By Murray Grossan, M.D.
As a ear, nose, and throat specialist I treat patients with hearing loss and tinnitus. Did you know that by simply by using your smartphone, you can help prevent these hearing conditions?
Loud noises damage the ear. But how loud is too loud? When a guest attends a wedding and sees children seated in front of eight-foot speakers, are the speakers too loud? Your phone knows.
When a parent yells to his teenagers to lower the volume of their music, is it truly too loud? Your phone knows.
There are many smartphone apps available to Apple and Android operating systems. A simple search for the terms “sound meters” or “decibel meters” will bring up different apps, including many of which are free!
Hearing sounds at 115 decibels for more than 15 minutes can cause permanent hearing loss. With hearing loss you may also develop tinnitus. Chronic tinnitus can be so distracting that it can disrupt daily life, including the loss of sleep.
It is not essential to know all the ins and outs of sound measurement in order to protect your hearing. (For technical details, see the Occupational Safety and Health Administration’s report.) A sound meter is all you need.
Why? It may be hard to realize how loud a sound really is, how close you are to it, and how long you are exposed to it. One person says the sound is too loud; another says it seems fine. A smartphone sound meter can measure the volume level. Recent research by National Institute for Occupational Safety and Health scientists shows the apps’ accuracy is approaching that of professional sound meters. And once you know the danger, you can limit your exposure: Block, walk, and turn.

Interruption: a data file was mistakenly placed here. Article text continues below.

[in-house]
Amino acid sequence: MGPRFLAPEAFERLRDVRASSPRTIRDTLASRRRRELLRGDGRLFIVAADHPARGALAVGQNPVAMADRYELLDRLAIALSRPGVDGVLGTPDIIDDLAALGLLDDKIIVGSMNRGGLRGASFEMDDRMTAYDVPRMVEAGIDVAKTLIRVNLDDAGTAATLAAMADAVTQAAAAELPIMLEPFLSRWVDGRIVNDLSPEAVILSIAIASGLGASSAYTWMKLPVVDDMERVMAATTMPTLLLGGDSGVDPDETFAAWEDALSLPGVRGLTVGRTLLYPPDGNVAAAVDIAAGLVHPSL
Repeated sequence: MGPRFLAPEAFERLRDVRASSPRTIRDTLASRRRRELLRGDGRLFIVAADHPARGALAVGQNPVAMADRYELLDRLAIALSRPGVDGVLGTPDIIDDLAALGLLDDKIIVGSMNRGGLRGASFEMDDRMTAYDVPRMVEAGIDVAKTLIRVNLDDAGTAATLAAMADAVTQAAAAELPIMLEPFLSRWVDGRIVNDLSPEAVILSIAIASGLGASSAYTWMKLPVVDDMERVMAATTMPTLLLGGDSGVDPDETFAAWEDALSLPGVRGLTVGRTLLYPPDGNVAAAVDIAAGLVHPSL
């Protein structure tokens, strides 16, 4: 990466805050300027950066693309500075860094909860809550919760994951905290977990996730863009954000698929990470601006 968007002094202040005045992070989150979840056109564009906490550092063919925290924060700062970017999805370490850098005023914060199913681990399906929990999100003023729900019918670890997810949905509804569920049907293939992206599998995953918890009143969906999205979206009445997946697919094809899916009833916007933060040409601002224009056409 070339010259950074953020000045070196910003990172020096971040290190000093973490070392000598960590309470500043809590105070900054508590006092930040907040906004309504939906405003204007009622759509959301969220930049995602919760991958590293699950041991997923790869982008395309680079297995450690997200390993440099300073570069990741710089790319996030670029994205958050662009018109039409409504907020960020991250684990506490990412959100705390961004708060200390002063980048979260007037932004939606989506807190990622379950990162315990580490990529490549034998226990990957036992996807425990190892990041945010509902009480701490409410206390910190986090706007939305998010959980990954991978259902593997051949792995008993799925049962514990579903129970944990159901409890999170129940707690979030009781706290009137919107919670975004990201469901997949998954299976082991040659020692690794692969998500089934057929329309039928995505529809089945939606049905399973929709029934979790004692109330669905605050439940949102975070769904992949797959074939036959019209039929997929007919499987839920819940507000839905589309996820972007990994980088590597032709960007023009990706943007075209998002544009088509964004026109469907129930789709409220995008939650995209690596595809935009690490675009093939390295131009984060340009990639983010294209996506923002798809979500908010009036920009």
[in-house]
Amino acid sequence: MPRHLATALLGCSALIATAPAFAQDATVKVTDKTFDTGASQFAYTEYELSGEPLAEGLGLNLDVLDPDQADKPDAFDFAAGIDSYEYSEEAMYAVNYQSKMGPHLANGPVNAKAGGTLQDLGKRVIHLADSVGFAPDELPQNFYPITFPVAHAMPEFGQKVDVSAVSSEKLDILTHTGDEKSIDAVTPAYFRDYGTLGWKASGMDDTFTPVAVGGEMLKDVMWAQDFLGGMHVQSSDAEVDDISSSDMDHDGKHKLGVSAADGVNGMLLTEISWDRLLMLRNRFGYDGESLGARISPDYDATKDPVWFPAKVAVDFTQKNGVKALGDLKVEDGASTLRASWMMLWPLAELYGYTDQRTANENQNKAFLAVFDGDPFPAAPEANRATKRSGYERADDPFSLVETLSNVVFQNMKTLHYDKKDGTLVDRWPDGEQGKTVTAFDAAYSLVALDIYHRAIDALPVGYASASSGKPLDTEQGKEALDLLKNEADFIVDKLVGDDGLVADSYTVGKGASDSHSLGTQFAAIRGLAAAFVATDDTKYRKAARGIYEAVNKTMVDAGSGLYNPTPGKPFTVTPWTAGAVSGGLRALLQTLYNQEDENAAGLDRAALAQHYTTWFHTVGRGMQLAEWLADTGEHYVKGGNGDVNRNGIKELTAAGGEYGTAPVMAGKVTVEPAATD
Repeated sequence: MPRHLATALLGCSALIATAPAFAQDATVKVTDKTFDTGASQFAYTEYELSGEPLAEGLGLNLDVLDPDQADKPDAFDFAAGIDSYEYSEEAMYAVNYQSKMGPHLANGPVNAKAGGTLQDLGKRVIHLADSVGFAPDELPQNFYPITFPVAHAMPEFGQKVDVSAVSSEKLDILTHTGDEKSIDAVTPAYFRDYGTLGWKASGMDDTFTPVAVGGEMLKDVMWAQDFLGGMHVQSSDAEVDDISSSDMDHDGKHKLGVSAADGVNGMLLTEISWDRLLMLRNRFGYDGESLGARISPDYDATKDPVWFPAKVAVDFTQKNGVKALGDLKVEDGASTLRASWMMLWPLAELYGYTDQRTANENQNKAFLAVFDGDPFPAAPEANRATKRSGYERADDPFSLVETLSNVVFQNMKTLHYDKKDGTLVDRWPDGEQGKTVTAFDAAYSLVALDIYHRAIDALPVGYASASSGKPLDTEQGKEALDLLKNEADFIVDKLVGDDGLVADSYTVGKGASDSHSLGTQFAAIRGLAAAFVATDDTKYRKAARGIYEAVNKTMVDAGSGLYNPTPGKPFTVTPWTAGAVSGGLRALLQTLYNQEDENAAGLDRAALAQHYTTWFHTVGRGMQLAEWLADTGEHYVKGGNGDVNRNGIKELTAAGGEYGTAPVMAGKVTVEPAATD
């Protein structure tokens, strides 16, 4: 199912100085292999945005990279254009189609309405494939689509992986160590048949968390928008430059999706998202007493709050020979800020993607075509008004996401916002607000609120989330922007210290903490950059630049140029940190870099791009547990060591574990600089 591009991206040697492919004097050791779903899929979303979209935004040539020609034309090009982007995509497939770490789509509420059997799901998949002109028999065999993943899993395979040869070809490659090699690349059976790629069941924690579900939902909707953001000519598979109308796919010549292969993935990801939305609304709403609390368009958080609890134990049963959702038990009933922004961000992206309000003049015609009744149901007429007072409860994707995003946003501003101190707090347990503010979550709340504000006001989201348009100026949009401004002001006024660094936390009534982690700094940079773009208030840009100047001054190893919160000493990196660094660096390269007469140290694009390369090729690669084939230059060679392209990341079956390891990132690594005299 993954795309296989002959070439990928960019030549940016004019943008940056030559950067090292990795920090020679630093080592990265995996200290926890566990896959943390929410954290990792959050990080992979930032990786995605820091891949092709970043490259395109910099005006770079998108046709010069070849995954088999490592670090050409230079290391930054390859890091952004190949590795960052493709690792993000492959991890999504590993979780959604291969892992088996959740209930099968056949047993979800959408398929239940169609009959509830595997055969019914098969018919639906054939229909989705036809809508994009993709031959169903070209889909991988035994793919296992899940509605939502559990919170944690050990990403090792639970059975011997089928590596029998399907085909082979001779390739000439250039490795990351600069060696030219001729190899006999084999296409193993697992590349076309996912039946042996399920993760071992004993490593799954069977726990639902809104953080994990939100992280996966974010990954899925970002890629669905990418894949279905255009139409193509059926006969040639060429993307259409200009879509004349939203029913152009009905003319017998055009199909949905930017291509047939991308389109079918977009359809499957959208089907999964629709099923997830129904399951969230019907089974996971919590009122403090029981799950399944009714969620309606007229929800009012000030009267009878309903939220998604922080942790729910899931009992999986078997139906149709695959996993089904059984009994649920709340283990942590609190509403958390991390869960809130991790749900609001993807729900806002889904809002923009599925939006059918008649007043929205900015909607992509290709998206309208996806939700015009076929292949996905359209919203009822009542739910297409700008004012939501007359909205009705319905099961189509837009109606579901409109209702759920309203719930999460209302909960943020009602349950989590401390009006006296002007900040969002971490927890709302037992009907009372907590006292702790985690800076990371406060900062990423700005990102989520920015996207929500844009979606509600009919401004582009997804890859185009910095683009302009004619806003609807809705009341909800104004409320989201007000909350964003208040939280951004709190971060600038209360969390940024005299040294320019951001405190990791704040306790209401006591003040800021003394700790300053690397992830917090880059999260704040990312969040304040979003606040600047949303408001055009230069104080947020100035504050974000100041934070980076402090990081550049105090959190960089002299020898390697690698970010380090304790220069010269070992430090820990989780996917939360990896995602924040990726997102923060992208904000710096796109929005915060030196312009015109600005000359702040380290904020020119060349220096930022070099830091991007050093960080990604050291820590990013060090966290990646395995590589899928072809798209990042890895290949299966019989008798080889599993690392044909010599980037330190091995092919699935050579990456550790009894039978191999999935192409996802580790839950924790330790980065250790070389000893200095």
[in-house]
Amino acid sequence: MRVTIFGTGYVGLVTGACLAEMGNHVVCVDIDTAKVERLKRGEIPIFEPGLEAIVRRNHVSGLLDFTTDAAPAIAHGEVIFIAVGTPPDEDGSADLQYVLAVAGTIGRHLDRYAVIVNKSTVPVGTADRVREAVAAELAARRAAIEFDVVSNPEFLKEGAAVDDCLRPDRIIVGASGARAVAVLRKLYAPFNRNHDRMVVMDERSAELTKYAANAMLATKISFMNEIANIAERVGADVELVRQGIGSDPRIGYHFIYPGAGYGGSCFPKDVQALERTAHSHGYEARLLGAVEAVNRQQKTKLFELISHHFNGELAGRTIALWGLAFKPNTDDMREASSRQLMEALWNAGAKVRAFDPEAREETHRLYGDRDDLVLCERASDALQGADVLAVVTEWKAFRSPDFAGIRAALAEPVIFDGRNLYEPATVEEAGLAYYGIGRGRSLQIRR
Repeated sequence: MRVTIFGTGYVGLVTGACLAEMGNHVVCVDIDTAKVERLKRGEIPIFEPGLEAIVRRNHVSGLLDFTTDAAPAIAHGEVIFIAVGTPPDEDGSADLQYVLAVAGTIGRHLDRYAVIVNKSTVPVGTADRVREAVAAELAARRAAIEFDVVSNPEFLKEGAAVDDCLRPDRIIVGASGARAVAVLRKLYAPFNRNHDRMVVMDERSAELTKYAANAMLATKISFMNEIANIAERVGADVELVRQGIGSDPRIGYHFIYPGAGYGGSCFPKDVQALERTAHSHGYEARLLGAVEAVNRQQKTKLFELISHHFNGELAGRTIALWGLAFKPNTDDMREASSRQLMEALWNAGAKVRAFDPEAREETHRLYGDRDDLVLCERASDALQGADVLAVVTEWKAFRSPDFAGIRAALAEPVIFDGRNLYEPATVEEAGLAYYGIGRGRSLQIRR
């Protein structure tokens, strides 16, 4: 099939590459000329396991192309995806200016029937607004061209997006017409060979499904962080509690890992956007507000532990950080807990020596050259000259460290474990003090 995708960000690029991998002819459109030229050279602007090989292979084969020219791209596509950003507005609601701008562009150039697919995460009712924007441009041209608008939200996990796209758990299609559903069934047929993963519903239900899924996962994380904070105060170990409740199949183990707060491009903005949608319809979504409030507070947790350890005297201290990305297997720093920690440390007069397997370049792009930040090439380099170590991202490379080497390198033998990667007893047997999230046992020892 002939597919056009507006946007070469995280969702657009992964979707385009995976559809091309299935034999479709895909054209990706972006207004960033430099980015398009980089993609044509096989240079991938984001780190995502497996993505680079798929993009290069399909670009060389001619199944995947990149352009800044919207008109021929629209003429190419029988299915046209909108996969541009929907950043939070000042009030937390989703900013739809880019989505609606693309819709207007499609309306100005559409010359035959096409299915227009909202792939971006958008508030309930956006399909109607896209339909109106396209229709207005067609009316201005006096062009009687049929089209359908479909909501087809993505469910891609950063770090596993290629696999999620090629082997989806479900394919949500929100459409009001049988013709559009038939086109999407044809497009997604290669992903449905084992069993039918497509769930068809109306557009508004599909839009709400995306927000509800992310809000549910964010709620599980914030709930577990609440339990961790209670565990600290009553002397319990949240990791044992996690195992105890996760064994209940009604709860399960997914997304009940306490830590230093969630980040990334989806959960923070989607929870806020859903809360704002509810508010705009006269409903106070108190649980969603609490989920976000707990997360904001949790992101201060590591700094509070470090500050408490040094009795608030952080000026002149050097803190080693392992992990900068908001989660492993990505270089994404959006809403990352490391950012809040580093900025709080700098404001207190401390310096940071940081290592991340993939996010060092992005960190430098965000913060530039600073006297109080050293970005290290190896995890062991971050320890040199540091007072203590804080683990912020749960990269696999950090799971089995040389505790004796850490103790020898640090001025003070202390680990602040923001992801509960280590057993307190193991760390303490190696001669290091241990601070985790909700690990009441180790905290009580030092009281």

We know that many older people have hearing loss. But science is not sure if age causes the loss or if it is an accumulation of years of hearing loud noises, just as the cumulative effects of sun exposure are evident decades later. I have an 88-year-old patient with perfect hearing. She never used a noisy lawnmower.
If sound meter use becomes common, and we are all fully aware of the danger of noise exposure, you won’t see children seated in front of giant speakers at a wedding. And I sincerely hope that I will see fewer people at my office because they can’t hear and have tinnitus.